The global epidemics of hepatitis B and HIV have led to a new understanding of the complex interactions between these two viruses. Due to similar patterns of contamination, the high prevalence of HBV infection among the 33 million people living with HIV (PLHIV) across the world is about 10%. In highly endemic areas such as sub-Saharan Africa, this prevalence can be as high as 15% and leads us systematically to seek HIV/HBV co-infection. According to WHO, nearly 240 million people are chronically infected with HBV worldwide. Of these, 4 million are co-infected with HIV. Overall, co-infection rates range from 5 to 14% in areas of low prevalence of HBV infection and 5–73% in areas of high prevalence for HBV infection. Studies have revealed the complexity of the infection relationship between HIV and HBV. This complex relationship is thought to be responsible for greater morbidity and mortality of hepatic origin in co-infected patients than in mono-infected individuals. This chapter will highlight the following main points: Concomitant negative impact of HIV and HBV on their natural histories Implication of concomitant negative impact on the overall management of HIV-HBV coinfection Treatment and management.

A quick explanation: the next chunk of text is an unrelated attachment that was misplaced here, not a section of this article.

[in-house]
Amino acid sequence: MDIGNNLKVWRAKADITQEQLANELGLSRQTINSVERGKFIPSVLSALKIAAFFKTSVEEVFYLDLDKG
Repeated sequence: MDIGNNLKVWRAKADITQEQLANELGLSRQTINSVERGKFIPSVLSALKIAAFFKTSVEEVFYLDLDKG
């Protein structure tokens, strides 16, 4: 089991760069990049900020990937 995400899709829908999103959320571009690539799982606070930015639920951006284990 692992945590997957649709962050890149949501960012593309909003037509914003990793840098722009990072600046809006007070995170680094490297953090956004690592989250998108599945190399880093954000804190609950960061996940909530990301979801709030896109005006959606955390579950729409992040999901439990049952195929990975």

Part of the book: Advances in HIV and AIDS Control